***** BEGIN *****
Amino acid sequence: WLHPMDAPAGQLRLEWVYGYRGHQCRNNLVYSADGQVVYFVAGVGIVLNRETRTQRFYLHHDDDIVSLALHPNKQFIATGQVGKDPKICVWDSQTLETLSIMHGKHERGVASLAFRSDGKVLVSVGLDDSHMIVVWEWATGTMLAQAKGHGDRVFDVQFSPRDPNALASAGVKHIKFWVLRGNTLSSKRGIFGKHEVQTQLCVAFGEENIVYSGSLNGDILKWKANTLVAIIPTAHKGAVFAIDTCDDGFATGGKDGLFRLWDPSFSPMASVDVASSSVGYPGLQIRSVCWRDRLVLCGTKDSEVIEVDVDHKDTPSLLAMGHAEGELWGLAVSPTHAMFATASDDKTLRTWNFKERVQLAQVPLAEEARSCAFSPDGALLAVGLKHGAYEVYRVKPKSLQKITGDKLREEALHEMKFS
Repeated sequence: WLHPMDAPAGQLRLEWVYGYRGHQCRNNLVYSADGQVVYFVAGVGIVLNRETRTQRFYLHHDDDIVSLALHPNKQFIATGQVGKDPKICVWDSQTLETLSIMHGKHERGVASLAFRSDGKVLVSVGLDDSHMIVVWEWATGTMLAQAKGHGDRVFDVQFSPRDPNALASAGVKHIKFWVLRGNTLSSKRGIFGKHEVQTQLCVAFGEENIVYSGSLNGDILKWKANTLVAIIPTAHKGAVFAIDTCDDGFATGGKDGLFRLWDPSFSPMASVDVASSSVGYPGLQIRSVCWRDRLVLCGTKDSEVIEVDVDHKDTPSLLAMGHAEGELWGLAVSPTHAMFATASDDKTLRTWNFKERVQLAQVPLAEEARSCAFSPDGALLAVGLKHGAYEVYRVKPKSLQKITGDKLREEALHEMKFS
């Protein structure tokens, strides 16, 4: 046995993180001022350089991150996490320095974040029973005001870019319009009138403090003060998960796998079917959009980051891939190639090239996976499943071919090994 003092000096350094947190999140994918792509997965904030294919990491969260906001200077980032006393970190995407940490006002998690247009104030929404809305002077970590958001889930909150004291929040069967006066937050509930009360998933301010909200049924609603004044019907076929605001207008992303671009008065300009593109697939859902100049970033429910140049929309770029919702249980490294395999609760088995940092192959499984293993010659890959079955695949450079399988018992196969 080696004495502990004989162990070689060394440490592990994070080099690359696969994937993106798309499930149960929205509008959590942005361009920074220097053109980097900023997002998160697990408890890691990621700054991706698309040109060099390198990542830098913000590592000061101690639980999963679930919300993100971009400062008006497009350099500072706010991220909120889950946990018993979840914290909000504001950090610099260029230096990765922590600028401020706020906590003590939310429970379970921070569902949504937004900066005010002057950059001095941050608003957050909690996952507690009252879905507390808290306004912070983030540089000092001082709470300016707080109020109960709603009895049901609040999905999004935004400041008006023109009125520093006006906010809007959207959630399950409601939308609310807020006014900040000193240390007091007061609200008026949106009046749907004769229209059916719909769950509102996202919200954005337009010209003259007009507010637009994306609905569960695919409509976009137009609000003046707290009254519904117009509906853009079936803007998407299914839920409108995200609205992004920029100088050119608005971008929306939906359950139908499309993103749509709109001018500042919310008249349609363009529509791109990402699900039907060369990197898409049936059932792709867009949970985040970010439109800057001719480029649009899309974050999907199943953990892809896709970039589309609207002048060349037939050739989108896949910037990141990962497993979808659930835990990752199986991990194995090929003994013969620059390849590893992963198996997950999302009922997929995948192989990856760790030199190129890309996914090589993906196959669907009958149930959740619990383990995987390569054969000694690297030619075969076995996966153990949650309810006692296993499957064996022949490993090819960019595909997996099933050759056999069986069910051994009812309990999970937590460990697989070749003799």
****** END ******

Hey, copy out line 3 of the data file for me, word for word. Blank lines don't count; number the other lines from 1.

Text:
């Protein structure tokens, strides 16, 4: 046995993180001022350089991150996490320095974040029973005001870019319009009138403090003060998960796998079917959009980051891939190639090239996976499943071919090994 003092000096350094947190999140994918792509997965904030294919990491969260906001200077980032006393970190995407940490006002998690247009104030929404809305002077970590958001889930909150004291929040069967006066937050509930009360998933301010909200049924609603004044019907076929605001207008992303671009008065300009593109697939859902100049970033429910140049929309770029919702249980490294395999609760088995940092192959499984293993010659890959079955695949450079399988018992196969 080696004495502990004989162990070689060394440490592990994070080099690359696969994937993106798309499930149960929205509008959590942005361009920074220097053109980097900023997002998160697990408890890691990621700054991706698309040109060099390198990542830098913000590592000061101690639980999963679930919300993100971009400062008006497009350099500072706010991220909120889950946990018993979840914290909000504001950090610099260029230096990765922590600028401020706020906590003590939310429970379970921070569902949504937004900066005010002057950059001095941050608003957050909690996952507690009252879905507390808290306004912070983030540089000092001082709470300016707080109020109960709603009895049901609040999905999004935004400041008006023109009125520093006006906010809007959207959630399950409601939308609310807020006014900040000193240390007091007061609200008026949106009046749907004769229209059916719909769950509102996202919200954005337009010209003259007009507010637009994306609905569960695919409509976009137009609000003046707290009254519904117009509906853009079936803007998407299914839920409108995200609205992004920029100088050119608005971008929306939906359950139908499309993103749509709109001018500042919310008249349609363009529509791109990402699900039907060369990197898409049936059932792709867009949970985040970010439109800057001719480029649009899309974050999907199943953990892809896709970039589309609207002048060349037939050739989108896949910037990141990962497993979808659930835990990752199986991990194995090929003994013969620059390849590893992963198996997950999302009922997929995948192989990856760790030199190129890309996914090589993906196959669907009958149930959740619990383990995987390569054969000694690297030619075969076995996966153990949650309810006692296993499957064996022949490993090819960019595909997996099933050759056999069986069910051994009812309990999970937590460990697989070749003799």